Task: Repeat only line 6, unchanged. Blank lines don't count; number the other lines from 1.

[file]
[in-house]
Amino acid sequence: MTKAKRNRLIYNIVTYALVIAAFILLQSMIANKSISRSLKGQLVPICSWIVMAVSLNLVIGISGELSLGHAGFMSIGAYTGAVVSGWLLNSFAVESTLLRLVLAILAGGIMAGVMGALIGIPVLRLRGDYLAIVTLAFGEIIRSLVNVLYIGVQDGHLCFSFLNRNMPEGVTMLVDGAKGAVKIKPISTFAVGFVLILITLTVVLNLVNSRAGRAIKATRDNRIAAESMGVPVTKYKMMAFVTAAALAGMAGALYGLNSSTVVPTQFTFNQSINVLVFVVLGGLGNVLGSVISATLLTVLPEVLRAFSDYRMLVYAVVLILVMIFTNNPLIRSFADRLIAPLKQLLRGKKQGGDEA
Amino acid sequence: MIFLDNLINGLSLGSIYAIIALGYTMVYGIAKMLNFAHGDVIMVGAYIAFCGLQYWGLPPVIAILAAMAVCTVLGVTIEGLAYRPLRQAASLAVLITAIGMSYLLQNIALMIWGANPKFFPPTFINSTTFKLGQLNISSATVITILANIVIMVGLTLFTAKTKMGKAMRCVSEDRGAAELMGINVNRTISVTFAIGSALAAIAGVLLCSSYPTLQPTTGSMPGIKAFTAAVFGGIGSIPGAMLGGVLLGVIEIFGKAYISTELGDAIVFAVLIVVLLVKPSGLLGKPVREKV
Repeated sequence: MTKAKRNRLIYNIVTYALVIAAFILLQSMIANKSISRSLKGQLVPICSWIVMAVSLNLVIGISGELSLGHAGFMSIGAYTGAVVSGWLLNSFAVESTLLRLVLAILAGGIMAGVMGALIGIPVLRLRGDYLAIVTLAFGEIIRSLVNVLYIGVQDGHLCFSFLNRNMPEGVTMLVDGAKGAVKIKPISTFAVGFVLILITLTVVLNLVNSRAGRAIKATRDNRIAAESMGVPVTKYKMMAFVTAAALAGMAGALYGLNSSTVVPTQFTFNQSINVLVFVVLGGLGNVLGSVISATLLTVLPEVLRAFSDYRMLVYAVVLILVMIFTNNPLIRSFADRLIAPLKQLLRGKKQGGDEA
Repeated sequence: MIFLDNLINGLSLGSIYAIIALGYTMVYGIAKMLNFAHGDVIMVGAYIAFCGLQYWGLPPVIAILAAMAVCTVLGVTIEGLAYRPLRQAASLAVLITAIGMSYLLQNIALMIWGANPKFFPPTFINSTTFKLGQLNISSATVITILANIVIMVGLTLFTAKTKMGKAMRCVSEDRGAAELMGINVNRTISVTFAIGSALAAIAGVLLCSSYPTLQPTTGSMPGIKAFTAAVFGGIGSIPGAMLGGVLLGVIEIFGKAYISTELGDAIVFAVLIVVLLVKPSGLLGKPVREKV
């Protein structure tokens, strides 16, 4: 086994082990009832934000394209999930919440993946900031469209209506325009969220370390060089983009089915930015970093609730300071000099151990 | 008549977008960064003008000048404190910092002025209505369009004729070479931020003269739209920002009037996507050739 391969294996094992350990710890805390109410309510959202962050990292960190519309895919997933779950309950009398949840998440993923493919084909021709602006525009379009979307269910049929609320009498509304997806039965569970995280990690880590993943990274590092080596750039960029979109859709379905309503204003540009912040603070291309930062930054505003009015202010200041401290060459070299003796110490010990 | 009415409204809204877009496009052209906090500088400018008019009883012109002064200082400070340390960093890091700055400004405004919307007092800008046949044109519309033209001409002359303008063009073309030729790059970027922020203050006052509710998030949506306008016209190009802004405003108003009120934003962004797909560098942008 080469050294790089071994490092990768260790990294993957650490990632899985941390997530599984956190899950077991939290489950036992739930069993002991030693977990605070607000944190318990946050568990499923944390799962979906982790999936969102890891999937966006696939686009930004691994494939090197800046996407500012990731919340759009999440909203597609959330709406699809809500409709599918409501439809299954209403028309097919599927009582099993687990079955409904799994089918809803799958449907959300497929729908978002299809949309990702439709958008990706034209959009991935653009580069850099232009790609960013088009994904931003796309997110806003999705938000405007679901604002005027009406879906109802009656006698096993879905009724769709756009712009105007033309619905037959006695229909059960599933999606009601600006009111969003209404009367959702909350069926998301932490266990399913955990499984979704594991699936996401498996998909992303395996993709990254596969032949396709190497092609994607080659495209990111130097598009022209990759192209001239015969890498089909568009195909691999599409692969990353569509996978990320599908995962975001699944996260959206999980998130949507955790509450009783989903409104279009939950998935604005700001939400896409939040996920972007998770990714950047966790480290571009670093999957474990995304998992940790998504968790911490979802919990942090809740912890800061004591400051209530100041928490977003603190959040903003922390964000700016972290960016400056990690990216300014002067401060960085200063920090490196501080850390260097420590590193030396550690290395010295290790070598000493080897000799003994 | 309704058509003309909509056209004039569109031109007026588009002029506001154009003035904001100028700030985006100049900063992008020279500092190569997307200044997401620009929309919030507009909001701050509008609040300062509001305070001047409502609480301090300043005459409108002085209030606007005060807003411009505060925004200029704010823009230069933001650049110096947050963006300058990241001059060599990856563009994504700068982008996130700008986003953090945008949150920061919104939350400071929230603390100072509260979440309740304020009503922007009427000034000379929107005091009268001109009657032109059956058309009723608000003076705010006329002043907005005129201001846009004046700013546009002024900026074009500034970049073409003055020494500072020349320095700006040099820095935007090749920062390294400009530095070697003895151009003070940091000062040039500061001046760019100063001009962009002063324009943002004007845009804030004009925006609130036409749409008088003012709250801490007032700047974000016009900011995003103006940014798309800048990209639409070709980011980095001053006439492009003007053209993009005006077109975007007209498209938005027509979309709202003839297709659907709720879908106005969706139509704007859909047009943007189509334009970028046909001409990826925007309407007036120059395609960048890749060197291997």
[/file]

């Protein structure tokens, strides 16, 4: 086994082990009832934000394209999930919440993946900031469209209506325009969220370390060089983009089915930015970093609730300071000099151990 | 008549977008960064003008000048404190910092002025209505369009004729070479931020003269739209920002009037996507050739 391969294996094992350990710890805390109410309510959202962050990292960190519309895919997933779950309950009398949840998440993923493919084909021709602006525009379009979307269910049929609320009498509304997806039965569970995280990690880590993943990274590092080596750039960029979109859709379905309503204003540009912040603070291309930062930054505003009015202010200041401290060459070299003796110490010990 | 009415409204809204877009496009052209906090500088400018008019009883012109002064200082400070340390960093890091700055400004405004919307007092800008046949044109519309033209001409002359303008063009073309030729790059970027922020203050006052509710998030949506306008016209190009802004405003108003009120934003962004797909560098942008 080469050294790089071994490092990768260790990294993957650490990632899985941390997530599984956190899950077991939290489950036992739930069993002991030693977990605070607000944190318990946050568990499923944390799962979906982790999936969102890891999937966006696939686009930004691994494939090197800046996407500012990731919340759009999440909203597609959330709406699809809500409709599918409501439809299954209403028309097919599927009582099993687990079955409904799994089918809803799958449907959300497929729908978002299809949309990702439709958008990706034209959009991935653009580069850099232009790609960013088009994904931003796309997110806003999705938000405007679901604002005027009406879906109802009656006698096993879905009724769709756009712009105007033309619905037959006695229909059960599933999606009601600006009111969003209404009367959702909350069926998301932490266990399913955990499984979704594991699936996401498996998909992303395996993709990254596969032949396709190497092609994607080659495209990111130097598009022209990759192209001239015969890498089909568009195909691999599409692969990353569509996978990320599908995962975001699944996260959206999980998130949507955790509450009783989903409104279009939950998935604005700001939400896409939040996920972007998770990714950047966790480290571009670093999957474990995304998992940790998504968790911490979802919990942090809740912890800061004591400051209530100041928490977003603190959040903003922390964000700016972290960016400056990690990216300014002067401060960085200063920090490196501080850390260097420590590193030396550690290395010295290790070598000493080897000799003994 | 309704058509003309909509056209004039569109031109007026588009002029506001154009003035904001100028700030985006100049900063992008020279500092190569997307200044997401620009929309919030507009909001701050509008609040300062509001305070001047409502609480301090300043005459409108002085209030606007005060807003411009505060925004200029704010823009230069933001650049110096947050963006300058990241001059060599990856563009994504700068982008996130700008986003953090945008949150920061919104939350400071929230603390100072509260979440309740304020009503922007009427000034000379929107005091009268001109009657032109059956058309009723608000003076705010006329002043907005005129201001846009004046700013546009002024900026074009500034970049073409003055020494500072020349320095700006040099820095935007090749920062390294400009530095070697003895151009003070940091000062040039500061001046760019100063001009962009002063324009943002004007845009804030004009925006609130036409749409008088003012709250801490007032700047974000016009900011995003103006940014798309800048990209639409070709980011980095001053006439492009003007053209993009005006077109975007007209498209938005027509979309709202003839297709659907709720879908106005969706139509704007859909047009943007189509334009970028046909001409990826925007309407007036120059395609960048890749060197291997």